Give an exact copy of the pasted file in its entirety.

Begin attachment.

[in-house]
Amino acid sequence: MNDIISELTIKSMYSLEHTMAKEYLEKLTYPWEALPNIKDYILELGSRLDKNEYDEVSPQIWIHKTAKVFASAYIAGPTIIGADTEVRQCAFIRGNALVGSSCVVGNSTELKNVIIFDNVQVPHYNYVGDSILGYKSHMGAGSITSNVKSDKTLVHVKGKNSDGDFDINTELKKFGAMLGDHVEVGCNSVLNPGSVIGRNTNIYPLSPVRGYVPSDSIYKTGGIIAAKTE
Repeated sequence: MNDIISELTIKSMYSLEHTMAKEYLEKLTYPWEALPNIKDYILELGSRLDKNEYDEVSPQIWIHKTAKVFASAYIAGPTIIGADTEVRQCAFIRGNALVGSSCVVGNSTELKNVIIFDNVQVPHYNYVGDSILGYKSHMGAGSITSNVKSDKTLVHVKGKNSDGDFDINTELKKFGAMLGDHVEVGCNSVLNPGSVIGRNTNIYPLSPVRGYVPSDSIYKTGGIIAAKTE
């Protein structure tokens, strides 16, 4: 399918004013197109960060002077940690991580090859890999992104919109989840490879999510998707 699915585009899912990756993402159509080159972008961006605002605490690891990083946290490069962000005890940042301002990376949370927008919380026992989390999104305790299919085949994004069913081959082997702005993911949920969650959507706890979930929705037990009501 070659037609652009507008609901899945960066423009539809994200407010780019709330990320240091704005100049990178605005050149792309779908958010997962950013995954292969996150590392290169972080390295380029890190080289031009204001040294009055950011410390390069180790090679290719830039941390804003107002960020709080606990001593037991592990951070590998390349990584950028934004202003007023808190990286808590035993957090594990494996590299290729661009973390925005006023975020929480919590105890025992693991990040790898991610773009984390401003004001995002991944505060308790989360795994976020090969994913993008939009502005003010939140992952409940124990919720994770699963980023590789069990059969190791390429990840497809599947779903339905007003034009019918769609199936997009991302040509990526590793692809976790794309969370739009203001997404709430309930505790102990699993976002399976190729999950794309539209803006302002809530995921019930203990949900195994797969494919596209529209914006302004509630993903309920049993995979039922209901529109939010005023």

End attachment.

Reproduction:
[in-house]
Amino acid sequence: MNDIISELTIKSMYSLEHTMAKEYLEKLTYPWEALPNIKDYILELGSRLDKNEYDEVSPQIWIHKTAKVFASAYIAGPTIIGADTEVRQCAFIRGNALVGSSCVVGNSTELKNVIIFDNVQVPHYNYVGDSILGYKSHMGAGSITSNVKSDKTLVHVKGKNSDGDFDINTELKKFGAMLGDHVEVGCNSVLNPGSVIGRNTNIYPLSPVRGYVPSDSIYKTGGIIAAKTE
Repeated sequence: MNDIISELTIKSMYSLEHTMAKEYLEKLTYPWEALPNIKDYILELGSRLDKNEYDEVSPQIWIHKTAKVFASAYIAGPTIIGADTEVRQCAFIRGNALVGSSCVVGNSTELKNVIIFDNVQVPHYNYVGDSILGYKSHMGAGSITSNVKSDKTLVHVKGKNSDGDFDINTELKKFGAMLGDHVEVGCNSVLNPGSVIGRNTNIYPLSPVRGYVPSDSIYKTGGIIAAKTE
């Protein structure tokens, strides 16, 4: 399918004013197109960060002077940690991580090859890999992104919109989840490879999510998707 699915585009899912990756993402159509080159972008961006605002605490690891990083946290490069962000005890940042301002990376949370927008919380026992989390999104305790299919085949994004069913081959082997702005993911949920969650959507706890979930929705037990009501 070659037609652009507008609901899945960066423009539809994200407010780019709330990320240091704005100049990178605005050149792309779908958010997962950013995954292969996150590392290169972080390295380029890190080289031009204001040294009055950011410390390069180790090679290719830039941390804003107002960020709080606990001593037991592990951070590998390349990584950028934004202003007023808190990286808590035993957090594990494996590299290729661009973390925005006023975020929480919590105890025992693991990040790898991610773009984390401003004001995002991944505060308790989360795994976020090969994913993008939009502005003010939140992952409940124990919720994770699963980023590789069990059969190791390429990840497809599947779903339905007003034009019918769609199936997009991302040509990526590793692809976790794309969370739009203001997404709430309930505790102990699993976002399976190729999950794309539209803006302002809530995921019930203990949900195994797969494919596209529209914006302004509630993903309920049993995979039922209901529109939010005023």